White Sox 4, Mariners 3: Like the Cubs game, this one was called early — after seven — due to rain. Tyler Flowers’ game-winning homer came in just under the wire.

Blue Jays vs. Orioles: POSTPONED: As a man I ain’t never been much for sunny days. I’m as calm as a fruit stand in New York and maybe as strange. But when the color goes out of my eyes, it’s usually the change.  But damn Sam I love a woman that rains.

The Tigers will listen to trade offers on anybody

Miguel Cabrera
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Earlier this week Tigers GM Al Avila said that his club was going to get “lean” and “efficient” and that their days of spending big money are over. Later in the week Avila said that they would not likely offer a long term contract to outfielder J.D. Martinez, who will become a free agent after the 2017 season.

None of those comments necessarily suggested that the Tigers would be conducting a fire sale or anything, and it’s certainly possible to get leaner while still competing. One would assume that the Tigers could cut fat in the middle but still head into battle with their superstars. But that may not be the plan. Buster Olney:

. . . the message being received from the rest of the industry is a dramatic shift for one of baseball’s oldest franchises: They will listen to trade offers on everybody.

Miguel Cabrera. Justin Verlander. Ian Kinsler.


Trading those guys would be a pretty big deal. In both senses of the term.

It would take a blockbuster-sized deal to move such players. Verlander is owed $28 million a year for the next three seasons and has a vesting option for 2020 at $22 million. Cabrera just finished the first year of an eight-year, $248 million deal that will be paying him more than $30 million a year between 2018 and 2023, with an $8 million buyout for 2024. And that’s before the fact that both Verlander and Cabrera are 10/5 guys with full no-trade protection if they choose to exercise it. Beyond that Kinsler is a relative bargain at $11 million in 2017 and a $10 million club option for 2018 with a $5 million buyout. Victor Martinez and Justin Upton are hanging around too.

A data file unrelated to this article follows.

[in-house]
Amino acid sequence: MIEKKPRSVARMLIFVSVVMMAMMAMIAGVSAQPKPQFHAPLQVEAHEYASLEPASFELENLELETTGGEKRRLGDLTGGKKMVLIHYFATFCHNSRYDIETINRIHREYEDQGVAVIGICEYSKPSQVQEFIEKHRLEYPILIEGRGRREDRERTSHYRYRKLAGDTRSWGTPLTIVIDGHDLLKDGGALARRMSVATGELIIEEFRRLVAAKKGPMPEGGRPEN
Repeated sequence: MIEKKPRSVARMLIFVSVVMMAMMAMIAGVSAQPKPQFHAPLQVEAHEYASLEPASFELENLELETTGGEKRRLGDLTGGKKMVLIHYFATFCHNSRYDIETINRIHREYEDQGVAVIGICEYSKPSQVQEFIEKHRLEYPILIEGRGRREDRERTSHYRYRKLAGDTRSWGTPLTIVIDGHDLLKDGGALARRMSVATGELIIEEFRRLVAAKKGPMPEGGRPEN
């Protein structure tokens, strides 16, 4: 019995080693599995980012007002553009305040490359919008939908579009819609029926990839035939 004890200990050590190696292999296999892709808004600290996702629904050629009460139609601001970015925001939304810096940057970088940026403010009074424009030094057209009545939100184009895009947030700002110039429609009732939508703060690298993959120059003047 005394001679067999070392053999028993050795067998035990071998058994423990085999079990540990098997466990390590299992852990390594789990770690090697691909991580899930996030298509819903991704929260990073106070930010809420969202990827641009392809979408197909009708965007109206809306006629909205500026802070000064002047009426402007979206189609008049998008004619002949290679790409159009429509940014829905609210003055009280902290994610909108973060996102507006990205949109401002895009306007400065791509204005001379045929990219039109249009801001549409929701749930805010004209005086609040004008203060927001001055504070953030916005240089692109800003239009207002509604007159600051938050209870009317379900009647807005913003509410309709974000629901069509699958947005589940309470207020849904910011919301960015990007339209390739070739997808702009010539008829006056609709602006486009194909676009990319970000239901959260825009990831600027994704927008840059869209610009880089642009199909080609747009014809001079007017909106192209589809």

But for as big a trade would have to be if any one of those guys were dealt, it’d be a bigger deal in terms of team philosophy and direction. Cabrera has confirmed his Hall of Fame credentials in his nine years in Detroit. He’s the best player to wear the English D since Al Kaline and has been the biggest star in the organization for most of a generation. Verlander is nearly as important and nearly as famous. I don’t think it’s likely the Tigers will move either of them because the logistics of such deals would be mind-boggling, but even entertaining deals for these guys would alter the course of the franchise for years and years to come. It happens to every franchise eventually, but I don’t think the Tigers fan base is prepared for it to happen to them yet.

Still: the free agent market is thinner that it has been at any time in years and years. Cabrera and Verlander, if they could be had, would be the biggest splashes any team looking to improve could possibly acquire. Kinselr would be a big get for anyone as well. Al Avila knows that. Even if he’s not ready to part with his superstars, he probably owes it to his organization to at least listen.


The World Series broadcast schedule is announced

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Major League Baseball just announced the broadcast schedule for both Games 6 and 7 (if necessary) of the NLCS and the entire World Series.

There are no surprises here. The World Series games are all on Fox. The pregame show starts at 7:30 and the games themselves start just after 8pm Eastern Daylight Time, regardless of whether it’s Chicago or Los Angeles representing the National League. For some reason Game five of the World Series, scheduled a week from Sunday if it comes to pass, starts seven minutes later than all of the other games. Maybe something super exciting will happen then.